Latest XMM-Newton Stories
Thanks to data from ESAâ€™s XMM-Newton X-ray satellite, a team of international scientists found a comet-like ball of gas over a thousand million times the mass of the sun hurling through a distant galaxy cluster over 750 kilometres per second.
Deep observations of two X-ray bright clusters of galaxies with ESAâ€™s XMM-Newton satellite allowed a group of international astronomers to measure their chemical composition with an unprecedented accuracy.
For the past four years, while ESAâ€™s XMM-Newton X-ray observatory has been slewing between different targets ready for the next observation, it has kept its cameras open and used this spare time to quietly look at the heavens.
Using data from ESA's XMM-Newton X-ray observatory, an international group of astrophysicists discovered that one spinning neutron star doesnâ€™t appear to be the stable rotator scientists would expect.
Now an innovative new approach analyses X-rays detected during the times that the satellite manoeuvres between targets - originally considered to be unusable periods - to reveal some 4,000 intensely brilliant X-ray stars and galaxies.
ESA's XMM-Newton has seen vast clouds of superheated gas, whirling around miniature stars and escaping from being devoured by the starsâ€™ enormous gravitational fields - giving a new insight into the eating habits of the galaxy's 'cannibal' stars.
Astronomers have witnessed a never-seen-before event in observations by ESAâ€™s XMM-Newton spacecraft - a collision between a pulsar and a ring of gas around a neighbouring star.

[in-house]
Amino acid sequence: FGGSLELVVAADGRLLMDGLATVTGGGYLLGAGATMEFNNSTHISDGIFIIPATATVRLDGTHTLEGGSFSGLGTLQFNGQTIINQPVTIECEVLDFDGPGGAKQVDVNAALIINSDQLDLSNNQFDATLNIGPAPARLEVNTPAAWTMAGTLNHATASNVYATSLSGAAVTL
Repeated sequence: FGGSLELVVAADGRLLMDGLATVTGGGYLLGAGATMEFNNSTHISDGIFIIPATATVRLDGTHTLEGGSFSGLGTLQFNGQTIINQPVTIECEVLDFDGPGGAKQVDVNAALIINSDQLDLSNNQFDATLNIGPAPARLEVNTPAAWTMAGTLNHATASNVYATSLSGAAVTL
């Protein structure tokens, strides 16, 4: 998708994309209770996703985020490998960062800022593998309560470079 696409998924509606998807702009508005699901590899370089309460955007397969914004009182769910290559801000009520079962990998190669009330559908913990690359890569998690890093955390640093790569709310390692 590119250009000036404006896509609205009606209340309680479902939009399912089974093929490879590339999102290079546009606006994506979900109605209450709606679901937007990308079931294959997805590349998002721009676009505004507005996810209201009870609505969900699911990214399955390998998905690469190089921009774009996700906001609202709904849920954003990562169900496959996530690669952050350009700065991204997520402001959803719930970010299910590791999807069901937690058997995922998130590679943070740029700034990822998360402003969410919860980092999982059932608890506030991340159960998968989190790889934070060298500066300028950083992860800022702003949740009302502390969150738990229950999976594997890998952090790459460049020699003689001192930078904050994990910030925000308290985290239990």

In December 2005, ESA's highly successful XMM-Newton mission was formally given a four-year extension. The longer life necessitated a first-ever in-flight upgrade to the spacecraft's mission control software.
XMM-Newton, ESA's X-ray observatory, continues its quest for the unknown. This month, after five years of operations, the mission saw the publication of its 1000th scientific paper, corresponding to an equivalent number of results, in top-class scientific journals. This is not the only record-breaking figure for this X-ray 'hunter' mission.
In the most comprehensive study of Sagittarius A* (Sgr A*), the enigmatic supermassive black hole in the center of the Milky Way Galaxy, astronomers -- using nine ground and space-based telescopes including the Hubble Space Telescope and the XMM-Newton X-ray Observatory -- have discovered that Sgr A* produces rapid flares close to the innermost region of the black hole in many different wavelengths and that these emissions go up and down together.